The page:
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Making Purpose Work

The Challenge of Growing Ourselves and Our Companies

Clarion Review (4 Stars)

Companies with it have bright futures companies without it will eventually face extinction. Franchee Harmon says the crucial construct is Purpose. Innovators who engage the component strategies of Purpose also tend to encourage more creative thinking. The best insights come from examining seemingly unrelated ideas in tandem in search of an original connection. Corporations which seek to copy industry leaders and aim simply to keep up are more rigid unpleasant and stifling of individual outside-the-box thinking. “…businesses must achieve greater flexibility in roles processes strategies and responsibilities.”

Bucking a trend in business book content the author spends remarkably little time detailing a central theoretical model or indicating how to practically apply it to the current corporate realities. Instead the majority of the page-count draws deeply from classical philosophy neurological anatomy and cognitive / behavioral psychology finding sound precedents for valuing purpose emotion and belief. The author subtly appeals to the up and coming wave of business leaders. Managers under age thirty-five are more likely to be open to a new work-culture paradigm which isn’t driven by pure rationalism. “Despite near neglect and subordination to reason emotion has managed to find supporters.”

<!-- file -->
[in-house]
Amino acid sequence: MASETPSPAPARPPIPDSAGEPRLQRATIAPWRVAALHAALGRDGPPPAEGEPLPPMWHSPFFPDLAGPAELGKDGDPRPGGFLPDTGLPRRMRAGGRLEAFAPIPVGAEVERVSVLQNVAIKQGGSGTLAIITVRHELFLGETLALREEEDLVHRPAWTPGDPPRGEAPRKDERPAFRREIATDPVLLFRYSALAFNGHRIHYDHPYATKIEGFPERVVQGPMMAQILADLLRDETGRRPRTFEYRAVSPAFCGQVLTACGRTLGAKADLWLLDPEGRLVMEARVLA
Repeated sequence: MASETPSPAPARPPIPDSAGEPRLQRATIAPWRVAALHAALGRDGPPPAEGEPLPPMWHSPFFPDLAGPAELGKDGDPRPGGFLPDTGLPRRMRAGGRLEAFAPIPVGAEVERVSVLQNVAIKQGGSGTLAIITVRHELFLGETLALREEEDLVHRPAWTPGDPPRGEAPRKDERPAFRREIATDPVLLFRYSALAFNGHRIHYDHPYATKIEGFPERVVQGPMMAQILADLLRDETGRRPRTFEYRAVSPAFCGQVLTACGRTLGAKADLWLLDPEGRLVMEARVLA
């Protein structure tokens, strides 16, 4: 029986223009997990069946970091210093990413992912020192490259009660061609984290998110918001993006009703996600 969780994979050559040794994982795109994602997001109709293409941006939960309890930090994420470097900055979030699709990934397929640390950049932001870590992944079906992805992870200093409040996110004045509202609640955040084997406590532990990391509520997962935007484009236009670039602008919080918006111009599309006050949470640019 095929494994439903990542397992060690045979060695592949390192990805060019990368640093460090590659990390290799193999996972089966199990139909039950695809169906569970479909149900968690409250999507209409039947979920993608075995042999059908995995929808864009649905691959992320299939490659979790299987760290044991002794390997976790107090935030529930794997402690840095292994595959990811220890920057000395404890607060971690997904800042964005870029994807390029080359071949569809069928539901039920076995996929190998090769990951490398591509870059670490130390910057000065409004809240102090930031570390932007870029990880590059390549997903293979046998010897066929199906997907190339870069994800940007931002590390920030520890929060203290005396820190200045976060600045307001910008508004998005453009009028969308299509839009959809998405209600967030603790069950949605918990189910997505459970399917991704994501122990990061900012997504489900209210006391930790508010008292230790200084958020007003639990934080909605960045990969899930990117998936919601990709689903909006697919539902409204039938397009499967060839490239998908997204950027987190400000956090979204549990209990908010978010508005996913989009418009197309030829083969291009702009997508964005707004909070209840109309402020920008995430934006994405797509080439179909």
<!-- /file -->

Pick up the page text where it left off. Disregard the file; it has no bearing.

The line of argument includes references to creative risk-takers such as Steve Jobs of Apple Walt Disney and the ubiquitous guru Peter Drucker. Less expected and most welcome are figures from the arts realm and pop culture. Dr. John Nash finds his Game Theory Miles Davis makes the masterpiece Kind of Blue by trusting the improvisational skills of other top drawer musicians. Rapper Eminem’s role from the movie Eight Mile is cited for its handling of fear and risk-taking. Harmon synthesizes widely divergent sources of information into sensible unitary prose asking “What are our challenges to achieving purpose / meaning and survival?”

Franchee Harmon is a native Chicagoan who has worked as a management consultant in both the United States and the United Kingdom. She is currently the Managing Director of Leaps of Thought LLC. The author has a firm grounding in a number of fields of science and humanities. The trouble is the targeted audience of business students and managers want to know which specific improvements a given book can help them make within their areas of responsibility. They may not stick with it past the hippocampus and David Hume. Readers with multidisciplinary interests on the other hand will feel more engaged and challenged into considering new views. Making Purpose Work will be supported by a multi-city tour.